Howard Hodgkin, at Alan Cristea Gallery, by Andrew Graham-Dixon

Seven, The Sunday Telegraph, 20th June 2012

With his monumental new series of prints, ‘Acquainted with the Night’, Howard Hodgkin continues to pioneer new departures in the mediumTo mark Howard Hodgkin’s imminent 80th birthday, Alan Cristea Gallery is showing a new series of monumental prints entitled ‘Acquainted with the Night’. Hodgkin was once known for creating perversely small pictures, but during the last two decades he has worked on a larger scale, and with commanding assurance.

This has been truest of his work as a printmaker, so much so that he has quietly pioneered new departures within the medium itself. In 2009 he made the two largest etchings ever created: the 20-feet-long pair Time Goes By. Hodgkin’s new aquatints (mostly seven-feet high by eight-feet across) are also gigantic by print standards.

They were created using carborundum, a substance originally used in its solid form to grind down lithographic stones, but in this case itself powdered and mixed with PVA glue to form a paste, which the painter applies directly to an aluminium printing-plate.

The marks dry to form a granular surface, which can be inked and printed in different colours. Hodgkin describes the results as “surrogate paintings … on the edge of not being prints at all”. Working with the basic unit of a single set of preserved painterly gestures, he plays startling variations on a theme.

A wave-like form, disintegrating at its margins into specks and spatters like flecks of wind-scattered sea-spume, is successively transformed from one print to the next – both through colour and through the associations created by a title.

The first of these fertile swathes of form is printed in a hot medley of yellows, oranges and reds, on a light speckled ground. It might resemble a figure reclining, seen in silhouette through half-closed eyes at the end of a blazing day. The name given to this heat-saturated image is In India. Then, the same form mutates into a convulsion of browns, violets and vermilions: now, suddenly, it is Delhi.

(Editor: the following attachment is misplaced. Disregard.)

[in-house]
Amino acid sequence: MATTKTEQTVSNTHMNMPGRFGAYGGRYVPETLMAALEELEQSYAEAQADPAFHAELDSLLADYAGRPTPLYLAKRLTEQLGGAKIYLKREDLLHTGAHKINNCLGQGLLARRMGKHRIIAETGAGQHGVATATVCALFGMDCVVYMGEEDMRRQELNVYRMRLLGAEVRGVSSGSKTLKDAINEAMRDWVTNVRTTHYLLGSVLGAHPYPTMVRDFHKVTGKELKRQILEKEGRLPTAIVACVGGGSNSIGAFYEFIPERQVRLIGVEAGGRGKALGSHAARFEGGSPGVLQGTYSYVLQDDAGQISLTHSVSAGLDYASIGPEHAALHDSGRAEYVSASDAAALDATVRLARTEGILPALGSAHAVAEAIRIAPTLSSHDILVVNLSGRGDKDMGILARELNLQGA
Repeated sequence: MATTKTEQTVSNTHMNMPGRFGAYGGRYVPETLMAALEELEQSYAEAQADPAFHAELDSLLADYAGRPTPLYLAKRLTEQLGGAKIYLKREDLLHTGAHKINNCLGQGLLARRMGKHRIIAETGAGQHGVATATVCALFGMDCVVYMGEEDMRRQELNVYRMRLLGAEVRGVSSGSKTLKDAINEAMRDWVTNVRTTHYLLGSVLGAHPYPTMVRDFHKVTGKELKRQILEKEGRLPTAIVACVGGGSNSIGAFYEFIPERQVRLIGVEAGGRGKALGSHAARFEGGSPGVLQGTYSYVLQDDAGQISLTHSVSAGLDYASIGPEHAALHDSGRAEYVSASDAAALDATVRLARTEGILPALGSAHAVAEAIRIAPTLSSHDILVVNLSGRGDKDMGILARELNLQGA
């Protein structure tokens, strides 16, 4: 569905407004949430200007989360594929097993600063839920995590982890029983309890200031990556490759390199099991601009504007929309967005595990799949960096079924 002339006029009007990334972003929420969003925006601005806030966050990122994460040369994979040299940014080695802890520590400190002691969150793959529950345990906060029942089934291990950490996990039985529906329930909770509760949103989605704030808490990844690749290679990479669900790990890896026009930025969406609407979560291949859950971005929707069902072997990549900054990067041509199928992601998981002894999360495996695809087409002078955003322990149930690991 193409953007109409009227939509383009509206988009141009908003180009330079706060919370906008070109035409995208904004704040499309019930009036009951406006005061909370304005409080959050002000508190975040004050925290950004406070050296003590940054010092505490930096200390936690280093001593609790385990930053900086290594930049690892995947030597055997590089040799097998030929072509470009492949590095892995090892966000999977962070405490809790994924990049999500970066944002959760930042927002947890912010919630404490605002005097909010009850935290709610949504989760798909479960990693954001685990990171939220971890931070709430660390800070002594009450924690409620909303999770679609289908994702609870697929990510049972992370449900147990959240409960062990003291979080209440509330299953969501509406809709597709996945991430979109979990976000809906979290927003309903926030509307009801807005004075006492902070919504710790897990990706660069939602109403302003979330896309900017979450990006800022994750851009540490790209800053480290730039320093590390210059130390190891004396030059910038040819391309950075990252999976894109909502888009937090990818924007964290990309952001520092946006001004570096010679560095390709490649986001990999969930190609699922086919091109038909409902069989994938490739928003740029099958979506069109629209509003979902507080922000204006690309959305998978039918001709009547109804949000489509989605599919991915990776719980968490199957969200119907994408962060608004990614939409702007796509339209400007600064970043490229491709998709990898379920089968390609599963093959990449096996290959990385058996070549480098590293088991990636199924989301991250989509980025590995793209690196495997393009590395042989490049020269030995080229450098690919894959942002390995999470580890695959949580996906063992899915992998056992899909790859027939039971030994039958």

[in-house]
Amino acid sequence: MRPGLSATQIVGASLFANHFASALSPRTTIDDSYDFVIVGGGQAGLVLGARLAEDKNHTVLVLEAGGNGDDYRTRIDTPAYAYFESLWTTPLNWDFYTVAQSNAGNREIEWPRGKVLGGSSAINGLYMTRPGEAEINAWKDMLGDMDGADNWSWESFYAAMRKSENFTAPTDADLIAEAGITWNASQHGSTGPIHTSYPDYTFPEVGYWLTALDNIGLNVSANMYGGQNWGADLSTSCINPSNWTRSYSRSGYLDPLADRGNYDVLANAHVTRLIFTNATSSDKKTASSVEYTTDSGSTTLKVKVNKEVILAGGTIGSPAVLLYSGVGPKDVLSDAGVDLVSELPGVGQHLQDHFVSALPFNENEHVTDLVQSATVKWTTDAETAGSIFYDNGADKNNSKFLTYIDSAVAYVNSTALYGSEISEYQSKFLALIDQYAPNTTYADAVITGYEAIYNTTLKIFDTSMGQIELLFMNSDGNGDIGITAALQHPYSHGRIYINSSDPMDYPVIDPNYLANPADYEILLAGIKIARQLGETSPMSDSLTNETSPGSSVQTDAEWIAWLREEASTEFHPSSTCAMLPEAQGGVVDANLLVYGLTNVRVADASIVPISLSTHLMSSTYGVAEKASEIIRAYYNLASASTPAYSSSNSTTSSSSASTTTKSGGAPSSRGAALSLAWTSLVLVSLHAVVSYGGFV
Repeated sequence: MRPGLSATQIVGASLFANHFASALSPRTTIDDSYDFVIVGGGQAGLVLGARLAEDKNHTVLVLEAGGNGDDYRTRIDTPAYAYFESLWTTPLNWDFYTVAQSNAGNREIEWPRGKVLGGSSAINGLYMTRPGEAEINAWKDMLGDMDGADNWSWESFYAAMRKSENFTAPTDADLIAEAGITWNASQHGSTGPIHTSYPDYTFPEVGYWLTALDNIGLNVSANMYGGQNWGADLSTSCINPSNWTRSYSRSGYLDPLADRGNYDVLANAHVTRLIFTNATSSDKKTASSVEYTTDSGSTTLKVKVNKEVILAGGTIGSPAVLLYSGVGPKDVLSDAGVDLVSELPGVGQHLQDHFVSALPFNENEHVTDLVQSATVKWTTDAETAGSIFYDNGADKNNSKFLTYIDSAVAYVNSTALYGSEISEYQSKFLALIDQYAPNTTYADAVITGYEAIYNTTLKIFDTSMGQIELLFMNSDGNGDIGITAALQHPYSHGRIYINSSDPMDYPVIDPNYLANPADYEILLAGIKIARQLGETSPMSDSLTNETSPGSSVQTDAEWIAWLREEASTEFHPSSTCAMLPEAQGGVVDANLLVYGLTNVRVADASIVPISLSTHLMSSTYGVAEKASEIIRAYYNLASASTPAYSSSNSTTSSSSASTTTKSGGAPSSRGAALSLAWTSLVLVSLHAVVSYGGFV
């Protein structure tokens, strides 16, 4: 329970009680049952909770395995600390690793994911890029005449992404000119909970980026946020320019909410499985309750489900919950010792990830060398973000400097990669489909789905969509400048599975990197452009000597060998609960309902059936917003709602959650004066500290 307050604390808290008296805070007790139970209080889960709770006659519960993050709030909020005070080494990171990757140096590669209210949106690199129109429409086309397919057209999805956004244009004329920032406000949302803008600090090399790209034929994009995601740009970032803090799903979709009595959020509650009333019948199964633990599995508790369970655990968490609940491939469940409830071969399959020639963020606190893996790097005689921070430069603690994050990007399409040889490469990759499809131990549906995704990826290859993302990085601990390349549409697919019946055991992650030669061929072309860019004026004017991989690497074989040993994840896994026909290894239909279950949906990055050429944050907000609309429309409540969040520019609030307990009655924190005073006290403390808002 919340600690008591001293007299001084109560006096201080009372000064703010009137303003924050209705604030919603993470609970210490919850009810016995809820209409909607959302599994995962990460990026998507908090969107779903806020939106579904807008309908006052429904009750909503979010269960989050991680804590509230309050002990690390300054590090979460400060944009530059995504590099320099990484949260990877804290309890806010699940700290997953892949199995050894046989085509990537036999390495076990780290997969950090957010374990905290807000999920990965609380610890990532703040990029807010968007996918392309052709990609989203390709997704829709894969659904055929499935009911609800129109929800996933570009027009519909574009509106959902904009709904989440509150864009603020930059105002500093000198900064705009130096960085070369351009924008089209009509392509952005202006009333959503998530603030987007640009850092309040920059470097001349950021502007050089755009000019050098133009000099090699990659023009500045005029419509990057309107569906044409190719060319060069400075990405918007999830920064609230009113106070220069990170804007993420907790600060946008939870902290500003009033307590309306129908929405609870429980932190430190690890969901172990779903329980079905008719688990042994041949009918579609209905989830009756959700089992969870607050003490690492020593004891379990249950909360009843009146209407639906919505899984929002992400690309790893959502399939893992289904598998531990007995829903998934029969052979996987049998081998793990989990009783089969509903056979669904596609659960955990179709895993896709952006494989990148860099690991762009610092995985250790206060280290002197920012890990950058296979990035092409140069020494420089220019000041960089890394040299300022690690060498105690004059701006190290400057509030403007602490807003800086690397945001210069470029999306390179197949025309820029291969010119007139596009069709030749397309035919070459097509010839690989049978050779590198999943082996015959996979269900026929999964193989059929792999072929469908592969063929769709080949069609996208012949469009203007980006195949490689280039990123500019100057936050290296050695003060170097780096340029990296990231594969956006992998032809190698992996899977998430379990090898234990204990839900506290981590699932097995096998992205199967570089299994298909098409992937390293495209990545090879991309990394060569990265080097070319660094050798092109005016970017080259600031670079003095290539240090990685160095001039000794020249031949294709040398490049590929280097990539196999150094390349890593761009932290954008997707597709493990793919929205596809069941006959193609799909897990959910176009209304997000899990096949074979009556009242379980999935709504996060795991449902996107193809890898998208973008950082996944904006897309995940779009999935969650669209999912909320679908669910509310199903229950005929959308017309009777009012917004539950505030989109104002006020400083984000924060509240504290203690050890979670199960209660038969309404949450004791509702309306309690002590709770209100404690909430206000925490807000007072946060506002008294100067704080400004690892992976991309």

Next, translated into an intense sequence of blue and ultramarine, it suggests a hugely blown-up accident involving a fountain pen: La plume de ma tante. There is a black, as well as blue, version of aunty’s pen. Then, once more with feeling, the same forms appear in black and viridian, on a mottled field of brown wash: this is Mud, and how muddy and earth-impregnated it feels.

In another set of gestures, a hatched mass of bluey-black clouds are set above veils of green and lighter blue: Stormy Weather. At the last, both plates are printed together, so that those storm-clouds hover above the wave-like form of the earlier sequence. Printed in brown, madder and ochre, their collision is itself upstaged by a huge, splash-like welter of yellow and green paint, furiously applied directly to the paper by hand. Attack, the artist calls this weird, sense-stunning work, as if declaring his intent to stay on the offensive.

“La plume de ma tante” is a phrase from French textbooks of yore, recalling the tortuously stilted exercises in vocab-learning that once tormented Ronald Searle’s cynical Fifties schoolboy, Nigel Molesworth. Its use here suggests a wry awareness that these prints themselves represent a programmatic demonstration of the artist’s methods.

How much, they prove, he can wring from the restricted means of his own self-invented pictorial language. How many different memories, places, weathers and emotions can be communicated by the self-same pictorial forms, altered by colour, combination or recombination.

The title of the series, drawn from a short poem by Robert Frost, has a hint of morbidity about it. But these are, in truth, intoxicating pictures, full of exuberant, fiery vitality.